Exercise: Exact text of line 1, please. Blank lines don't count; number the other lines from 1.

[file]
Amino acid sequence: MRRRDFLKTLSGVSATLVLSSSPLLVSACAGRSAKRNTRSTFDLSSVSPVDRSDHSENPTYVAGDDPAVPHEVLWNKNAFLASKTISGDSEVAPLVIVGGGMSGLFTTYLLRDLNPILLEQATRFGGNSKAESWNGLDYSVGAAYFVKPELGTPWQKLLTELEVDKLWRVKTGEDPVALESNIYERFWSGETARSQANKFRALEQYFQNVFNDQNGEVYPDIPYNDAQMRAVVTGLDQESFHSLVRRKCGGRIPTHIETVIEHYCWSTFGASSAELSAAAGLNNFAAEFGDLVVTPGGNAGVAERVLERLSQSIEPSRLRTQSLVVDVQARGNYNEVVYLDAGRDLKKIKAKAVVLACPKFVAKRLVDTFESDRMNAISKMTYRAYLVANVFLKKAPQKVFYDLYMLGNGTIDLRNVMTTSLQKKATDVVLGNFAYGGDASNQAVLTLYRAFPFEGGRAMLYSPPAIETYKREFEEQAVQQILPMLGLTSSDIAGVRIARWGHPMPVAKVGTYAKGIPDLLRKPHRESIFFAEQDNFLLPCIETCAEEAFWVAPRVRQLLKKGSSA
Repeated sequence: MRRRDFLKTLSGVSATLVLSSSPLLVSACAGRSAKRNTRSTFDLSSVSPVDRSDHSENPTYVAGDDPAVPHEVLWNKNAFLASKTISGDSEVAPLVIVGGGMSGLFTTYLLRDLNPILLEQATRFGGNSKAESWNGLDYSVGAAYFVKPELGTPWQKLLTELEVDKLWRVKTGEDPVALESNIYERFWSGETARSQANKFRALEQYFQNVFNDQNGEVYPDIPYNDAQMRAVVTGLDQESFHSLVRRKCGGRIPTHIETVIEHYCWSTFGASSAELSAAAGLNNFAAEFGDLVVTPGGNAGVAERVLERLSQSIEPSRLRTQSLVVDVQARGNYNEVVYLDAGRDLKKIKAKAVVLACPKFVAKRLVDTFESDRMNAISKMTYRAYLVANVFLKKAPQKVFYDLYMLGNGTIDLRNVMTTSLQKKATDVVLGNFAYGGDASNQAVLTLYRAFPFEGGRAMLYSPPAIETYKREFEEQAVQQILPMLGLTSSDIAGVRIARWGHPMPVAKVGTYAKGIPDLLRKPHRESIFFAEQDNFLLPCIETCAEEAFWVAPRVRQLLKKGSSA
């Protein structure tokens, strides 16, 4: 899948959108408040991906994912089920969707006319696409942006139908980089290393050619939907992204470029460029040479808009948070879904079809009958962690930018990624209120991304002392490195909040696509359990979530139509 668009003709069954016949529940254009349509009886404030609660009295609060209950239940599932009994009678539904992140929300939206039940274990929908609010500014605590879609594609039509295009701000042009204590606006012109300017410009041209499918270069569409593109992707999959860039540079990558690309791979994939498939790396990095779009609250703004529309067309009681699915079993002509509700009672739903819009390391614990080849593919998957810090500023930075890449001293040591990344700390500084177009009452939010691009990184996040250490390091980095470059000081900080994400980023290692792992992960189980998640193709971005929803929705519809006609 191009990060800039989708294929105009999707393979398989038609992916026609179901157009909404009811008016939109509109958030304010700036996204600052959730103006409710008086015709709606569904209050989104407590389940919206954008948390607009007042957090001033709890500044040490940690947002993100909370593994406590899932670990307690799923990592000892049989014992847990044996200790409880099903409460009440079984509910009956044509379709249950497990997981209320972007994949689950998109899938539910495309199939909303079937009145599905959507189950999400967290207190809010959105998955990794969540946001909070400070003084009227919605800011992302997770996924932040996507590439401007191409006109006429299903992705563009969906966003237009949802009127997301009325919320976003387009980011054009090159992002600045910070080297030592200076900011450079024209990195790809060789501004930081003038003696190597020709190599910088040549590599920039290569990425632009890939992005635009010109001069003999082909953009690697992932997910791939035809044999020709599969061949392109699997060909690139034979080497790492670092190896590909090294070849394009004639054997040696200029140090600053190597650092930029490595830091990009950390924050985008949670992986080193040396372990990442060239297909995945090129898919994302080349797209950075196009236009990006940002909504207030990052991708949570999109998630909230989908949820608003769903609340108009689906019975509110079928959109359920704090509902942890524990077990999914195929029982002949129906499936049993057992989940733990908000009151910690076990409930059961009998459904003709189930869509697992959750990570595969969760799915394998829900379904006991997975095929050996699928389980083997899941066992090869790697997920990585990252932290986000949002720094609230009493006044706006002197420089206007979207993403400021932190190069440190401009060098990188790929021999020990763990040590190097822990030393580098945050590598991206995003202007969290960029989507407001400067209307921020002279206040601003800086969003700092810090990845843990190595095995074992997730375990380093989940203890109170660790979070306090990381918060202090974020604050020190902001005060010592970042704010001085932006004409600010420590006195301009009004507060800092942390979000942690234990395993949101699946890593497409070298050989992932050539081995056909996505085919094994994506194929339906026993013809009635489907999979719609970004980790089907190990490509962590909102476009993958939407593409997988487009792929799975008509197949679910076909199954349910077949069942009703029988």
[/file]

Amino acid sequence: MRRRDFLKTLSGVSATLVLSSSPLLVSACAGRSAKRNTRSTFDLSSVSPVDRSDHSENPTYVAGDDPAVPHEVLWNKNAFLASKTISGDSEVAPLVIVGGGMSGLFTTYLLRDLNPILLEQATRFGGNSKAESWNGLDYSVGAAYFVKPELGTPWQKLLTELEVDKLWRVKTGEDPVALESNIYERFWSGETARSQANKFRALEQYFQNVFNDQNGEVYPDIPYNDAQMRAVVTGLDQESFHSLVRRKCGGRIPTHIETVIEHYCWSTFGASSAELSAAAGLNNFAAEFGDLVVTPGGNAGVAERVLERLSQSIEPSRLRTQSLVVDVQARGNYNEVVYLDAGRDLKKIKAKAVVLACPKFVAKRLVDTFESDRMNAISKMTYRAYLVANVFLKKAPQKVFYDLYMLGNGTIDLRNVMTTSLQKKATDVVLGNFAYGGDASNQAVLTLYRAFPFEGGRAMLYSPPAIETYKREFEEQAVQQILPMLGLTSSDIAGVRIARWGHPMPVAKVGTYAKGIPDLLRKPHRESIFFAEQDNFLLPCIETCAEEAFWVAPRVRQLLKKGSSA